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The Times: Harnessing the sun

Jeremy Leggett started a company that specialises in tapping solar energy after his conscience got the better of him

October 11, 2007
Emily Ford

As a green entrepreneur, Jeremy Leggett has spent the past ten years fighting an enduring myth: solar panels don’t work in Britain. Granted, they work better in Spain. But at solarcentury’s office in London on a distinctly cloudy October day, the roof is gathering enough energy to power all the firm’s computers. “We could have zero-carbon buildings,” he says.

Most of us would be content with one successful career; Leggett has three. After studying earth sciences at the University of Oxford, he became a researcher in the history of the oceans. Ironically, his research was largely funded by oil companies, BP and Shell included. But, in the mid1980s, reading the first papers on global warming, he became concerned.

“It sounds corny, but I quit on the grounds of conscience,” he says. “At that stage no one knew much about global warming. I wanted to help to blow the whistle.” He joined Greenpeace in 1989 and spent the next six years lobbying governments and corporations, becoming the scientific director of its climate change campaign. “They were then one of the most radical environment groups. It was a bit of a culture shock,” he says. In 1996 he decided to start up his own company. “I became convinced that the leadership in surviving climate change would come from enlightened businesses.” Working on campaigns for alternative energy he spotted a niche: solar. From a small contractor installing panels in 2000, solarcentury now makes all its own products and is the biggest company of its kind in the UK – a mixed blessing, according to Leggett. “I don’t say that with any pleasure. You need strong competition to make a market.”

As a scientist he was hugely knowledgeable, as a businessman he was virtually clueless. “I knew nothing about finance. I read a few books on starting up a business. You have to collaborate with people; you need a brilliant finance director, sales people.” Leggett says business and campaigning have more in common than people think. “You are pushing a set of ideas or products.” He plans to focus on solar in the future. “It’s such a neat technology. It just sits there, no moving parts, creating electricity right where you need it, with zero carbon emissions. There’s something vaguely magical about it.” Attracting investors was not easy and the company was in its fourth year before it broke even. “It was hard work,” he says.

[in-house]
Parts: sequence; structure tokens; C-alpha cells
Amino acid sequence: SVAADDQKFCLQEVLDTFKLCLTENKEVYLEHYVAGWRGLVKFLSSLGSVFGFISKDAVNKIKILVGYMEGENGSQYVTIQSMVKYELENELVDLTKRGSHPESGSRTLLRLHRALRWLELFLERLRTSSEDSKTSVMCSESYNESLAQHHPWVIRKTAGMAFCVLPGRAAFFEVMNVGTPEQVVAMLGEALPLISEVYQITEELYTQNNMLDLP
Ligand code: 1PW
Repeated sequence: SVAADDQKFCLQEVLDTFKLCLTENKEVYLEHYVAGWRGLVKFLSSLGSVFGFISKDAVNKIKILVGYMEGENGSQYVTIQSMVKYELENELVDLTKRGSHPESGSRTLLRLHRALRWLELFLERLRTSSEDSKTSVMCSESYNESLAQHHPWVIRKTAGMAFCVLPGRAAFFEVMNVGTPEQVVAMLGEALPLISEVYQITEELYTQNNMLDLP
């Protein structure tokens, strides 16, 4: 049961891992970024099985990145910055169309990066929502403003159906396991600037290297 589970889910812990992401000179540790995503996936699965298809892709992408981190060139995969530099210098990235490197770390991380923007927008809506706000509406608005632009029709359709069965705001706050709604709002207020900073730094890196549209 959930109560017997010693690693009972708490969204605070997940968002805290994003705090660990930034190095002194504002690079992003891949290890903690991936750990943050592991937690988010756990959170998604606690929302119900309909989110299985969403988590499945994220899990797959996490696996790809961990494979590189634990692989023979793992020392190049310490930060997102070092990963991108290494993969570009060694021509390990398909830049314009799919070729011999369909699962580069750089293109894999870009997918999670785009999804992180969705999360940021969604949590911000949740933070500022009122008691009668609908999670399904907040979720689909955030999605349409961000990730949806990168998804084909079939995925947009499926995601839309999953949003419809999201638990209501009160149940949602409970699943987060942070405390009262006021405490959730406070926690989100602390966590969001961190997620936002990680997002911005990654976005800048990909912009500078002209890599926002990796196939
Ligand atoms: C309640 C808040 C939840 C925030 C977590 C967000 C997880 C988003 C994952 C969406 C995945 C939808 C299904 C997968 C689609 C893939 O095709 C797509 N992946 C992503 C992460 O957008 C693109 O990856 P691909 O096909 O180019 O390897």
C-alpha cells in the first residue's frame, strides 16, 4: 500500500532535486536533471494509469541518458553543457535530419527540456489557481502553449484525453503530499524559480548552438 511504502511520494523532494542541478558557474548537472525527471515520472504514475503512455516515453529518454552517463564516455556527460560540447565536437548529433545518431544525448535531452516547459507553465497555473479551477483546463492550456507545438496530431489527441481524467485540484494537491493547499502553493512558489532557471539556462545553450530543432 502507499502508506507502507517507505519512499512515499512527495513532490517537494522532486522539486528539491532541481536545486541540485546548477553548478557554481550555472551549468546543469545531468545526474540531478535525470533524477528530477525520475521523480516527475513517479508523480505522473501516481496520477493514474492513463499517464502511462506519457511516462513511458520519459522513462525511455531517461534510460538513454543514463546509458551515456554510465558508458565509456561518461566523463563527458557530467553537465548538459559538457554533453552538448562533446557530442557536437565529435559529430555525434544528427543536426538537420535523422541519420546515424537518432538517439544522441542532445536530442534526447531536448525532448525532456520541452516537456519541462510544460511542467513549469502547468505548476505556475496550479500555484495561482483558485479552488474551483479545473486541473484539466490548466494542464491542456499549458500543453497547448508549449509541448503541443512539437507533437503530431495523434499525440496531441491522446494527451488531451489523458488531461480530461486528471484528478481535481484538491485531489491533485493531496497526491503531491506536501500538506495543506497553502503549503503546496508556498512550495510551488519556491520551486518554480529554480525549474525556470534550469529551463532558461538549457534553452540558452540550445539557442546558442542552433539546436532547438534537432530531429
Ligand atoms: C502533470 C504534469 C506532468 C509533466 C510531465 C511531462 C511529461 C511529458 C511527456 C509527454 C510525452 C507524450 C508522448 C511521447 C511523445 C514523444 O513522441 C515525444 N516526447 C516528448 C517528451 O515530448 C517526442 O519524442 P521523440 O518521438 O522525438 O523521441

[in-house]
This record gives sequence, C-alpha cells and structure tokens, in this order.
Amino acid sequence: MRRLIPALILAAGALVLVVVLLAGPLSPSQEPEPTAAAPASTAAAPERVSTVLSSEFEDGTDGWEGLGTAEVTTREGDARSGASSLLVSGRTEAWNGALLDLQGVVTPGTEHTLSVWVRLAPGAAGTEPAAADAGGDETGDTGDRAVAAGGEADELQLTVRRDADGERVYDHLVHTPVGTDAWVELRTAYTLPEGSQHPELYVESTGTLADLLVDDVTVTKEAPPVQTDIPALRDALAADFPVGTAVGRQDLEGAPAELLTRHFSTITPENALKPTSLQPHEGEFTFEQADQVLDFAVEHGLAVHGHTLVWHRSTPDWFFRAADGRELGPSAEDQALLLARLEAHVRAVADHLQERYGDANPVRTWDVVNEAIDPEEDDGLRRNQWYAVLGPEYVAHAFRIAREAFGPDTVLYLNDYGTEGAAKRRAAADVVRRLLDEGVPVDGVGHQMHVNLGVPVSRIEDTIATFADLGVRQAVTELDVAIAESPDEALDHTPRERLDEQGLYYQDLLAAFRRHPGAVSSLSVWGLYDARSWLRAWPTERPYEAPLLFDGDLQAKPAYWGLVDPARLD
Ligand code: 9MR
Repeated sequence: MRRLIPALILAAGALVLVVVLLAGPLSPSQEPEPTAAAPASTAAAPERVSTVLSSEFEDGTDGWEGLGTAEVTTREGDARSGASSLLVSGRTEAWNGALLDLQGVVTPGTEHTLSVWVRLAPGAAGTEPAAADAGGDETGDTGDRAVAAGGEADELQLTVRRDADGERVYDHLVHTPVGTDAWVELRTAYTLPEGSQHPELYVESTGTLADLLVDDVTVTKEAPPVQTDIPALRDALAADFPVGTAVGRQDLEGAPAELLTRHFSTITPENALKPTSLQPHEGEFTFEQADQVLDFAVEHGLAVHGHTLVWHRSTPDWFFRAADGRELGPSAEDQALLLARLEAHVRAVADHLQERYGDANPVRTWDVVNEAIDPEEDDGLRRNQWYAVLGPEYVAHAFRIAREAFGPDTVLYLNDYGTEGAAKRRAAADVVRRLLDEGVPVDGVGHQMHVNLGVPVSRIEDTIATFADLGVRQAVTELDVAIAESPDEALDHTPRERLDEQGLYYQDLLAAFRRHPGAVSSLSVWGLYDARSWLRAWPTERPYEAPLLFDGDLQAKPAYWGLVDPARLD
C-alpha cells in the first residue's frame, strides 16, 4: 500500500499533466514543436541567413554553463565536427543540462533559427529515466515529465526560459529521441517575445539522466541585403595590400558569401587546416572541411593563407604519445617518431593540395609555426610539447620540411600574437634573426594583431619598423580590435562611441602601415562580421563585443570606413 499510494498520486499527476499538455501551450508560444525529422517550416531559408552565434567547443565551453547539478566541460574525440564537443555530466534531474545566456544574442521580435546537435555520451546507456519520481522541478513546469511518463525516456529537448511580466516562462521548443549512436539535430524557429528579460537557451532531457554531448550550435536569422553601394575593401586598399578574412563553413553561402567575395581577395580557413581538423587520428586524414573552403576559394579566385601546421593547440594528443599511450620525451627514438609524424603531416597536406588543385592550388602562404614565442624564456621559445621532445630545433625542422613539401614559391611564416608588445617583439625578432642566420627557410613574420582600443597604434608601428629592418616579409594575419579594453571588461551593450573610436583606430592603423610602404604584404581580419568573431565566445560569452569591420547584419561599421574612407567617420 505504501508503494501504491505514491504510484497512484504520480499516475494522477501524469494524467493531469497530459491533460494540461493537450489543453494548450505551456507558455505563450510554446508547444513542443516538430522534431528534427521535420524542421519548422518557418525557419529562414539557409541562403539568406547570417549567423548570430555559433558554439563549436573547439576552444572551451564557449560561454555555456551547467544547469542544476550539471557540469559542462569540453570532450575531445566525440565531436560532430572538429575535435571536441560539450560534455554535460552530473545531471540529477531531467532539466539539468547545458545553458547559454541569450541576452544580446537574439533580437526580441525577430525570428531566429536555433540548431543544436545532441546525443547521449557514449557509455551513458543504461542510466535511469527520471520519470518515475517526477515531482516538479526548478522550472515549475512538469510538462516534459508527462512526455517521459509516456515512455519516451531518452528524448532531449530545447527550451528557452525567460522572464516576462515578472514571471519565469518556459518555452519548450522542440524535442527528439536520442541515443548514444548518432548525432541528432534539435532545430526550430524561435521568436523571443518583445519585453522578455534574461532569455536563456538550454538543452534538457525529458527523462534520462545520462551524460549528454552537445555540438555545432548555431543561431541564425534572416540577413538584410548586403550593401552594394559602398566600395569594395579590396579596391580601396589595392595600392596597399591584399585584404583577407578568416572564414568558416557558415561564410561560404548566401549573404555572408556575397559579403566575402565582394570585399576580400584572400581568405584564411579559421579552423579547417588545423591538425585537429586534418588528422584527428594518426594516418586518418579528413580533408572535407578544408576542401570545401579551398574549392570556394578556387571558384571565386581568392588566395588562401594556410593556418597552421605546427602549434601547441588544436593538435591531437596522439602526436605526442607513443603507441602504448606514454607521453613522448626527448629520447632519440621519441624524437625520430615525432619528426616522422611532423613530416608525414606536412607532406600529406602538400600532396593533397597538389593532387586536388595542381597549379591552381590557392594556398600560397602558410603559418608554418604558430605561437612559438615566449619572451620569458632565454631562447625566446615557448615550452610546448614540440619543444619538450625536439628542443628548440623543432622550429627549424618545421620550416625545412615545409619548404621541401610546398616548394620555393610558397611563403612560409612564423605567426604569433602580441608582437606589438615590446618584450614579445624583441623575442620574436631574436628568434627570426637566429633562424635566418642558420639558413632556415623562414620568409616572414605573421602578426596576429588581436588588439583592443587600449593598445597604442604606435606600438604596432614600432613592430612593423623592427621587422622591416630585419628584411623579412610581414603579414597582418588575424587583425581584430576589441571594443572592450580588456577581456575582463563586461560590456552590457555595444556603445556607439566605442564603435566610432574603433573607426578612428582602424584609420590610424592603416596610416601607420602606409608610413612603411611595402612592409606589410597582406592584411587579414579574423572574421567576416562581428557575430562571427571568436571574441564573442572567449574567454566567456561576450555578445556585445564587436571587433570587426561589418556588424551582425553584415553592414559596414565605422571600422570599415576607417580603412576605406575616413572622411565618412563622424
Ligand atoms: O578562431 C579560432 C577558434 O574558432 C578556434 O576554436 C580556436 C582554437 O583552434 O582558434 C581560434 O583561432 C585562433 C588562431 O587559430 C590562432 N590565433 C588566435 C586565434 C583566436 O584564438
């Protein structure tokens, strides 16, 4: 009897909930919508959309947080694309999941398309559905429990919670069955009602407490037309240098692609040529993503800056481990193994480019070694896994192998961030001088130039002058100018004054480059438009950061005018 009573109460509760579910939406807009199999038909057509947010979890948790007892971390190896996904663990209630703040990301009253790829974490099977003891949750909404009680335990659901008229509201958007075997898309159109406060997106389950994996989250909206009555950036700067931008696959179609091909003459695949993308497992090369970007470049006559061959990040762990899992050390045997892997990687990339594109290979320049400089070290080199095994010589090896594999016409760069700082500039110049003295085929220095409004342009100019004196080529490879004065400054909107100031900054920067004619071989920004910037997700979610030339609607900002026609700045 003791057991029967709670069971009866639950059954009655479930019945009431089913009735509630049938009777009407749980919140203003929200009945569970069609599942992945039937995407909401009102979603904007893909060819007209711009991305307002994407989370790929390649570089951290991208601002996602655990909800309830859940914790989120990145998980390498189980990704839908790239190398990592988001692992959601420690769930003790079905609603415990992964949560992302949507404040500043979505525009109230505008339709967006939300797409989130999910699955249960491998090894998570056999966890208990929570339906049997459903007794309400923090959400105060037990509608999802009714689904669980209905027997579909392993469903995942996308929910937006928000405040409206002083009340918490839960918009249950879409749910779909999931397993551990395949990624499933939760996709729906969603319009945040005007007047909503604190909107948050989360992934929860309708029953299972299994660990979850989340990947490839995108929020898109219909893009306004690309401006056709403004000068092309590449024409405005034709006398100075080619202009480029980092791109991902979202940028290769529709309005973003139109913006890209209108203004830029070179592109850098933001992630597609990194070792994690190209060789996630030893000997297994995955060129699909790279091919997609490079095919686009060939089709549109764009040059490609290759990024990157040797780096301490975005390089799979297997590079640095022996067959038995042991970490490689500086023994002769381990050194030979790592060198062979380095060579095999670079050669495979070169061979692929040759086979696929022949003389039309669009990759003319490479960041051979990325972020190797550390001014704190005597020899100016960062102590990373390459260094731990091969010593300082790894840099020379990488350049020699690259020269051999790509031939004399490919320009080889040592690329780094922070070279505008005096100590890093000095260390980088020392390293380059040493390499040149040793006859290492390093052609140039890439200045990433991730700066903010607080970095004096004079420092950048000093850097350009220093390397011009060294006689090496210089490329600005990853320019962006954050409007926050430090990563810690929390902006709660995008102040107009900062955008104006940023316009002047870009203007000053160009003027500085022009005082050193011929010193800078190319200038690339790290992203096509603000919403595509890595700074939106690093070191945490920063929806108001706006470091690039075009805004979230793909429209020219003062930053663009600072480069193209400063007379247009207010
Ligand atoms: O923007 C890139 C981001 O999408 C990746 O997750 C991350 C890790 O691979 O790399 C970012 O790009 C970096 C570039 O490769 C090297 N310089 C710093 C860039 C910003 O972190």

Three years on, solarcentury is valued at £60 million, has funding from Silicon Valley and is a major tech company in its own right. Yet getting Brits to believe in solar energy is still a challenge. “We still haven’t cracked it.” Government support has been disappointing. The UK lags behind Spain and France on solar power, but also behind its cloudy Teutonic cousin, Germany, where take-up has been fast.

For aspiring environmental entrepreneurs, £1 trillion will be invested in energy markets this year, £100 billion in clean technology alone, he says. These are some of the world’s fastest-growing markets – and the most necessary. “Climate change is the most important issue facing the future of civilisation. Belatedly, we’ve started doing meaningful things about it.”

Back on the roof is where the magic happens. Different panels, some doubling as roof tiles, are absorbing the faint rays. One client commissioned solarcentury to build an entire building facade. “This is the future,” Leggett says. and its sister non-profit websites,,,,,, and are owned by John Donovan. There is also a Wikipedia feature.

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